← Back to Upcase

Rspec expect block with multiple changes


(Justin Gordon) #1

I was writing an rspec test with multiple assertions on the same action, and I came across this accepted answer on Stack Overflow: http://stackoverflow.com/a/13616687. To quote SO:

This should be two tests. RSpec best practices call for one assertion per test.

describe "#bar" do
  subject { lambda { Foo.bar } }

  it { should change { Counter.count }.by 1 }
  it { should change { AnotherCounter.count }.by 1 }
end

In my discussions with my mentor @greg, we discussed having simple it blocks that do the setup, rather than more using let, subject, etc. To quote the thoughtbot best practice guide:

Avoid its, let, let!, specify, before, and subject in RSpec.

Two possible alternatives are:

describe "#bar" do
  it "should change counter counts" do
    counter_count_before_bar = Counter.count
    another_counter_count_before_bar = AnotherCounter.count
    Foo.bar
    expect(Counter.count).to eq(counter_count_before_bar + 1)
    expect(AnotherCounter.count).to eq(another_counter_count_before_bar + 1)
  end
end

and

describe "#bar" do
  it "should change counter" do
    expect { Foo.bar }.to_change { Counter.count }.by 1
  end

 it "should change counter" do
    expect { Foo.bar }.to_change { AnotherCounter.count }.by 1
 end
end

The second solution of separate it blocks is possibly better for simple cases. However, suppose that setting up the tests and calling Foo.bar is fairly detailed involves lots of queries, and that what’s expect from calling Foo.bar is that both things happen at once. Can we argue that the simpler case of one it block is best?

And is the slightly more verbose syntax better of avoiding subject?


(Samnang Chhun) #2

From my experiences, I don’t always do one assertion per test, I do the same logic assertions per test. For example, creating a user, then we assert first name and last name were assigned correctly, in this example I do both assertions in the same test.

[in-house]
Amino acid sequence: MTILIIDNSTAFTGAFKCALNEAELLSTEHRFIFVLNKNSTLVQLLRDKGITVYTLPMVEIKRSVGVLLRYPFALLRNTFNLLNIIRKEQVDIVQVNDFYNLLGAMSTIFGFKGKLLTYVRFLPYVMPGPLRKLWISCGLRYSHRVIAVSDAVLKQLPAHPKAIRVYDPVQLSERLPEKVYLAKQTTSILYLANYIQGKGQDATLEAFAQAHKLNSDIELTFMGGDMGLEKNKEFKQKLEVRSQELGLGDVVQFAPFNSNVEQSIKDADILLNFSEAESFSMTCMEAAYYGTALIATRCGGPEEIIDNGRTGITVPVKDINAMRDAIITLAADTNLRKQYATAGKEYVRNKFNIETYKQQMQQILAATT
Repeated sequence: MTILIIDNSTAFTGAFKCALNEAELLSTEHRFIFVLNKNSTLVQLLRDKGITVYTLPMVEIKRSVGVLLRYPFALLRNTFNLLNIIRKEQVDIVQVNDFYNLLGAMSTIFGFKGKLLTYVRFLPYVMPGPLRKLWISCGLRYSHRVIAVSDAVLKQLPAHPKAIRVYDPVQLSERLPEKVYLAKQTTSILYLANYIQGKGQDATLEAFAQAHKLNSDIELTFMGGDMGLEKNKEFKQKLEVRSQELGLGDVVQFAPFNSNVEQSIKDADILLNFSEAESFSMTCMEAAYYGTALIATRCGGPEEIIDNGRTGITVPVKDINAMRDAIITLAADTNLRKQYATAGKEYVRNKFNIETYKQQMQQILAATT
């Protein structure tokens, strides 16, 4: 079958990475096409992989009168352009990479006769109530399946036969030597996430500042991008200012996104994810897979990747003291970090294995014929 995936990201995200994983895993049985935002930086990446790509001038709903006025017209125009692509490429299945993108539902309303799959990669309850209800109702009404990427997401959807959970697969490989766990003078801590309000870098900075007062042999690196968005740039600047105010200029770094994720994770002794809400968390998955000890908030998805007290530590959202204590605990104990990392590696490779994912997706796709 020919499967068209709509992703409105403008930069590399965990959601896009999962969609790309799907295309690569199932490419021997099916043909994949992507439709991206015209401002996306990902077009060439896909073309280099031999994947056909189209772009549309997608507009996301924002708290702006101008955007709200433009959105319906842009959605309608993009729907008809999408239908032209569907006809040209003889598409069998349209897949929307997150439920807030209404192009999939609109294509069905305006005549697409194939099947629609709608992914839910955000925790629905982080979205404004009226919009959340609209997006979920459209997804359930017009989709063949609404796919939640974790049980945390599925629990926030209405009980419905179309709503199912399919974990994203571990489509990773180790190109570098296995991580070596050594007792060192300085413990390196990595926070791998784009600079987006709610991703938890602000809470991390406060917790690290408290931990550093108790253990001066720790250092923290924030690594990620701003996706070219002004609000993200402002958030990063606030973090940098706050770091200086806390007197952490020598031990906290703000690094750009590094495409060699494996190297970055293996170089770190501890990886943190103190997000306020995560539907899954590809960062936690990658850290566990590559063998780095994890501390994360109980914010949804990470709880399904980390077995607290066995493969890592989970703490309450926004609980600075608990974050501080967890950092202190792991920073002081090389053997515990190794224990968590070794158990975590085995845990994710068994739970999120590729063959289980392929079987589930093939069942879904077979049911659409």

In your example, it’s hard to say because I don’t see the context detail, but lets assume both counters suppose to increment together after we invoke the action, then here what I go with it:

describe "#bar" do
  it "should change counter counts" do
    Foo.bar
    expect(Counter.count).to eq(1)
    expect(AnotherCounter.count).to eq(1)
  end
end

I don’t think we need to verify with previous count values because we don’t have any data in the setup, but if we do have, then we already know many records in the setup, and we should also know what values we put in assertions.

Anyways, if there is a condition to increment just one, but not the other, then I absolutely put it in different tests.


(Greg Lazarev) #3

I’ve found that in practice, due to potential expensive setup, there’s very little benefit to having one assertion per it block. You can see how that can slow down your tests, if setup is costly.

Like @samnang said, if the assertions are testing the same logic then it should be fine to put it in the same block. When writing an it block, ask yourself: “If the logic that I’m testing is wrong would both of these assertions fail?” If the answer is “Yes”, then having them in separate it blocks doesn’t add any benefit.

I feel like “One assertion per test” is a blanket statement, and it doesn’t need to be followed rigorously. The benefits of “one assertion per test” is that you’ll know all the specs that failed in a single run. As opposed to, fixing one spec running the tests again to see what fails next. However, I also see people set fail_fast flag to true which nullifies this benefit.


(Greg Lazarev) #4

I do think it’s fine to write specs like these (and do so myself) where it makes sense. If setup is fairly cheap, or/and it reads much better, or the logic being tested is different. I would encourage to encapsulate setup and exercise steps into a single call if possible:

it "should change counter" do
  expect { setup_and_do_something }.to_change { Counter.count }.by 1
end

it "should change counter" do
  expect { setup_and_do_something }.to_change { AnotherCounter.count }.by 1
end

I might even write these specs as one liners to read more naturally (a la shoulda-matchers):

subject { -> { setup_and_do_something } }
it { should change(Counter, :count).by(1) }
it { should change(AnotherCounter, :count).by(1) }

Notice the usage of subject here. The goal is to avoid the [Mystery Guest](http://xunitpatterns.com/Obscure%20Test.html#Mystery Guest) anti-pattern, and since subject is right next to execution, it doesn’t seem to violate that.

These things are subjective to how they look, but our guidances of Avoid its, let, let!, specify, before, and subject in RSpec. in in reaction to reduce Mystery Guest appearances. Related blog post


(Luís Ferreira) #5

I think the problem is to look at this as one assertion as of your testing framework. I believe the idea is to have one logical assertion, meaning you should only be testing one thing.

Thus, I think the problem does not lie on statement itself, but on the way it is interpreted.